Vashti: …tried them. Yeah. But on average, we had about 15 to 20% using them on a regular basis.

Andrew: But 5% of Americans is more than there are Australians.

Vashti: Most definitely, yes.

Vicki: But they’ve still got the same amount of babies.

Vashti: When you work it out on a percentage base…

Vicki: Five percent of babies are wearing cloth.

Andrew: OK, cool.

Vashti: So it’s not like…

Vicki: Australia is a piss in the ocean. We’re a tiny, tiny country. We’ve got 23 million people.

Vashti: I think we’re 26, aren’t we?

Vicki: No.

Andrew: No, I think we’re up to 24 actually.

Vashti: Twenty four. See, I need to go back to school.

Vicki: No, it keeps growing. Because everybody is still having one for the country. Which of course no international listener will understand that. We had a Prime Minister, was it John Howard?

Vashti: Yes.

Vicki: Yes, it was John Howard. Because the birth rate had dropped. So it was have one for mum, have one for dad, and have one for the country. So we have a lot of three child families now. Do you remember when it used to be literally two child families, and now three child families are more common?

Vashti: It’s the norm.

Vicki: Which I don’t know why, you’ve only got two hands, and two parents.

Vashti: Two parents.

Vicki: Don’t do it.

Vashti: No, don’t do it. Number three tips you over the edge.

Andrew: Don’t let the children outnumber the parents.

Vicki: I don’t think our kids have actually realised that they do literally outnumber us and they could, what do they call it? The prisoners overtaking the prison or something. Mutiny, mutiny. It kind of feels like that some days.

Andrew: So I didn’t actually ask, what was the name of the show you went to again?

Vicki: Kind + Jurgen.

Andrew: Excellent, I’m sure that will be excellent for the transcriber.

Vashti: It means child and baby or, it is the biggest baby show in the world.

Andrew: Are you going back?

Vicki: Uh huh, yep.

Vashti: I want to go back.

Andrew: Excellent, OK, so we’ll get some more gadgets. Any more gadgets you want to talk about? Or that you’re allowed to talk about?

Vashti: A few that I saw. Lots of nappy brands from overseas that we don’t see here in Australia, and I brought a few of them back to send out with testers. We’ve got a couple out already with testers.

Vicki: And I’m kind of kicking myself that I didn’t go and visit the other stands. I was really hesitant from the fact that I’m, I didn’t want people to think that I was spying on what they were doing. And this is where we found a lot of cultural differences. You know, it’s a typical Aussie thing to kind of just be friendly and kind of say hi because somebody is in the same industry, but I was really, really concerned with that being essentially a competitor.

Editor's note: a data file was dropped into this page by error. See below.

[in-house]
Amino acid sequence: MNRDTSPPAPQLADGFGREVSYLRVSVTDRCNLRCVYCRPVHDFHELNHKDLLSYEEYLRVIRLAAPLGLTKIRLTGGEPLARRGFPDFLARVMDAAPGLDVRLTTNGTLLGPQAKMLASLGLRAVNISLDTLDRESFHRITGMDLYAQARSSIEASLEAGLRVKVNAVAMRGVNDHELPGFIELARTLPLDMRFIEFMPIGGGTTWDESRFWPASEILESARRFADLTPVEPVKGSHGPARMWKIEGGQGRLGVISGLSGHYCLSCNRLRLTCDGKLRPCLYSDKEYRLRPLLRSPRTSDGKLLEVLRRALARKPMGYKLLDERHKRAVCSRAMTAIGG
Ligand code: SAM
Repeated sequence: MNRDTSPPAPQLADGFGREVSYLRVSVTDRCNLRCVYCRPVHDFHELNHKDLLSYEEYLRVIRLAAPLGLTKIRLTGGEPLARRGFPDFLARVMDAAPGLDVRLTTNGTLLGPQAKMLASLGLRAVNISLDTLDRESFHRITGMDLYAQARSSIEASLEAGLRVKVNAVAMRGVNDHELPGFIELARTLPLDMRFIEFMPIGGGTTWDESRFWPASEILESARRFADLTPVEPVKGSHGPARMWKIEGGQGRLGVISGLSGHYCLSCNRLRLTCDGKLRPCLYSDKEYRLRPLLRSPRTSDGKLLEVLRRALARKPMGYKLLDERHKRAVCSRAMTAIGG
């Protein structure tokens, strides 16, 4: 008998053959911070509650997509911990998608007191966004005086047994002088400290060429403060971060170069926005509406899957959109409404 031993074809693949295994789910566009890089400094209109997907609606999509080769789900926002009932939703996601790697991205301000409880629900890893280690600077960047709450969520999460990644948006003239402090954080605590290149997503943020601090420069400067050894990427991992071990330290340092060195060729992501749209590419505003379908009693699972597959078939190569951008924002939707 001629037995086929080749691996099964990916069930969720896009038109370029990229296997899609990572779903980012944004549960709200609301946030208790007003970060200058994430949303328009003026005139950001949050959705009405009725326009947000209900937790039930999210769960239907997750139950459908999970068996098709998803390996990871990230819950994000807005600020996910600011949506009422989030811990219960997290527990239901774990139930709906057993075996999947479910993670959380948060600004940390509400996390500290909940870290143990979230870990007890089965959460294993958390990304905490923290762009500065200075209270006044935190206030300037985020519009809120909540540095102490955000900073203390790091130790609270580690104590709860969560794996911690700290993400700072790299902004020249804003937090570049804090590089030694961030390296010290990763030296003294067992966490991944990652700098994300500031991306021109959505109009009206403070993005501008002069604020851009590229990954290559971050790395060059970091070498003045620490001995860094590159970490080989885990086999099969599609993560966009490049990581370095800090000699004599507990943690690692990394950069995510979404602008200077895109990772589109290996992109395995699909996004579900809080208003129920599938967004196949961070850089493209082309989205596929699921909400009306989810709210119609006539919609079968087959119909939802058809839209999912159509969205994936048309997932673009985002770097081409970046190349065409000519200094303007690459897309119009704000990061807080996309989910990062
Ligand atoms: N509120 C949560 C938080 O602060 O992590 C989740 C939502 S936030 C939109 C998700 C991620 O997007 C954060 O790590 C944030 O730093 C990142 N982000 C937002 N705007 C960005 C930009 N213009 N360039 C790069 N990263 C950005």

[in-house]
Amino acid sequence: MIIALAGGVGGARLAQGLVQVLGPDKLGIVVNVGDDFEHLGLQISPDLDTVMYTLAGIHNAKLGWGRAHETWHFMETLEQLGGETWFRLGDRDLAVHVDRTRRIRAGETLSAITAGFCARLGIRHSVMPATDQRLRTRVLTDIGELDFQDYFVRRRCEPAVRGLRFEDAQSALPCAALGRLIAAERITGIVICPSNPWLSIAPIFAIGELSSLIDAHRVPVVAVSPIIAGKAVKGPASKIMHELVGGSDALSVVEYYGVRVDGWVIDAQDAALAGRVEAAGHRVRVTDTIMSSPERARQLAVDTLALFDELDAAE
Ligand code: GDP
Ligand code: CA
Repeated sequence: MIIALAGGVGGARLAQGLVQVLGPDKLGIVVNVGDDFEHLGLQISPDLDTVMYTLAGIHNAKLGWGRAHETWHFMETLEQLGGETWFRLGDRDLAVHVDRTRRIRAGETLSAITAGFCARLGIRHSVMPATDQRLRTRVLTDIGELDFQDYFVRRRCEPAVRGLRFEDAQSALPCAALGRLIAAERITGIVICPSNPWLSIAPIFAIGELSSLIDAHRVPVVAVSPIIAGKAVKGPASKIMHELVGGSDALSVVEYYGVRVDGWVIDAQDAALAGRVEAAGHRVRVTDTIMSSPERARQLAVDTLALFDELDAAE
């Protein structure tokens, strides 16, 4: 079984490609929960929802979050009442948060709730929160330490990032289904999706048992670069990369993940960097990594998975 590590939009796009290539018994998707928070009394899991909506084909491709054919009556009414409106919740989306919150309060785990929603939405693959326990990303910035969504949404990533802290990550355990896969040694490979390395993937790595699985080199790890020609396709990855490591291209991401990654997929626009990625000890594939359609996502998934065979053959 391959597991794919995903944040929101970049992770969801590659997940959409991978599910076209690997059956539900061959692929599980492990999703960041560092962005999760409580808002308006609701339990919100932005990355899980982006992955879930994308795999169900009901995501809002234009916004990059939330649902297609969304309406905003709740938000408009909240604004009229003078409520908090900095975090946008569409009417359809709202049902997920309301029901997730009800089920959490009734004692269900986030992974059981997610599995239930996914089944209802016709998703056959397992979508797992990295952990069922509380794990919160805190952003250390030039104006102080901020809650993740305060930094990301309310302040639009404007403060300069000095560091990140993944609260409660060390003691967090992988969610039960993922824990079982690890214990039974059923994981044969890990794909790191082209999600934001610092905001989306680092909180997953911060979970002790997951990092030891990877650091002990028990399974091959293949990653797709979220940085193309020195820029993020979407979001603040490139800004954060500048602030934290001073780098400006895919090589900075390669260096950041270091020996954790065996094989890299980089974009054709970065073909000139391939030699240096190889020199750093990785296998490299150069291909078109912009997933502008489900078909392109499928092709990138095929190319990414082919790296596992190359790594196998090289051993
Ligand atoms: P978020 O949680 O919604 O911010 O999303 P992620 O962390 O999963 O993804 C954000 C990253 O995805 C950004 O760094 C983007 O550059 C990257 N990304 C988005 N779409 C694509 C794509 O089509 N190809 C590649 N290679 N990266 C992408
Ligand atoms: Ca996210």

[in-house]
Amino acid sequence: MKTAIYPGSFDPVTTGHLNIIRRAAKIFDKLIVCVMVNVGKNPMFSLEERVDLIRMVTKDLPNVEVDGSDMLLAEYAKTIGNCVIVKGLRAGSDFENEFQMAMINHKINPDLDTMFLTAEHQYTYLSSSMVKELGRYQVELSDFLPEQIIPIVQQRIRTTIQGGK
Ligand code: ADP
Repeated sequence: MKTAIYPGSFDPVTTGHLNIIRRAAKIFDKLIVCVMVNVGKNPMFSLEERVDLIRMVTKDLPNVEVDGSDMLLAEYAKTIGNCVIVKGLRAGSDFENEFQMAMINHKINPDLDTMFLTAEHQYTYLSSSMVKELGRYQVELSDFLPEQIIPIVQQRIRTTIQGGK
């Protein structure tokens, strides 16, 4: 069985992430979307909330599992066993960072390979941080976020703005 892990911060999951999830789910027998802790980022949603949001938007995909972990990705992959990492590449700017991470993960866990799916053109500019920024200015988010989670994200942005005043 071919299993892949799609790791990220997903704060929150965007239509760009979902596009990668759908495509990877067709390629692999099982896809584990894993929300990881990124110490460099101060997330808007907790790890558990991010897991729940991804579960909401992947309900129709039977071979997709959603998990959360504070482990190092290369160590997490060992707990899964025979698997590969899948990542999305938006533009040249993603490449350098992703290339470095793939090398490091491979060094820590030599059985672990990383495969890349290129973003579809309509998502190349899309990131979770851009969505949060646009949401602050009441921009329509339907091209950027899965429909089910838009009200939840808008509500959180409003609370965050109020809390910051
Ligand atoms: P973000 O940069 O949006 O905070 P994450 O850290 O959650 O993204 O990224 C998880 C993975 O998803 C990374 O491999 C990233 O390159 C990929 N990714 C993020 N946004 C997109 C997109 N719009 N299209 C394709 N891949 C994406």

Andrew: Well here in Australia, all you guys know each other.

Vashti: Most of us, yeah.

Vicki: We work together. But I just, I hadn’t done the ground work to make sure that they knew that that is why I would be coming up to say hi.

Andrew: Well you did also have some people who, like we’ve got the A.N.A. in Australia, some people say they want to start that in their country as well.

Vicki: In Germany, yeah. In Germany there’s a couple of consultants/advocates over there that are looking to create a similar sort of…

Vashti: Association.

Vicki: …association, and we kind of gave them a lot of pointers on how to start. I mean, it took forever to get the A.N.A.

Vashti: It took about three years.

Vicki: And it’s still hard now. Actually the A.G.M. would have been and gone by the time this has come up. But actually even getting people on board to do stuff. It’s like any volunteer organisation. Everyone has all the idea and want to do, we could do this, we could do that. But when it comes down to physically doing it, it’s really hard to find the people that are prepared to do the grunt work, because it is volunteer. I’ve been the president for three years, and I’m, hate to say it, but I’m hoping that someone will take it over because I’m so busy. And unfortunately that’s what everybody says. I’m so busy, I’m so busy. It’s like well I’m busy too, but it’s important that we do continue to advocate and educate the community, because that’s the only way that cloth nappy growth will continue to grow.

Andrew: And you get people asking you all the time, emailing you saying, how come this hasn’t been done? How come that hasn’t been done?

Vicki: Yeah, exactly.

Andrew: Basically we haven’t got a volunteer yet, do you want to help here?

Vicki: That is always my comeback. We don’t have anybody that has put their hand up, would you like to do it? Crickets. Every single time it’s crickets. But I’m one person, Vashti is one person. Within any volunteer organisation, once your kids get to school, the P&C is exactly the same. It is a core group of people that put their hand up to do the same things over and over. I remember running the jam stall at our fete three years in a row, making 700 odd jars of jam. And then having to say no. And I felt so bad that I said no, because nobody ended up doing it that year at all. But there comes a point where it’s like you know what? I have actually done my time. I’ve given everything that I can, and it’s somebody else’s turn.

Andrew: I’ve done my sentence. It’s time to get somebody else.

Vicki: That’s exactly right, so I’m hoping someone will take over the president’s role. It’s actually not a difficult role. It’s a lot of delegating, but a lot of follow up, and a lot of, you know…

Andrew: Work.

Vicki: Yeah, it is. It’s not a lot of physical work, it’s a lot of follow up and a lot of constantly being on the ball.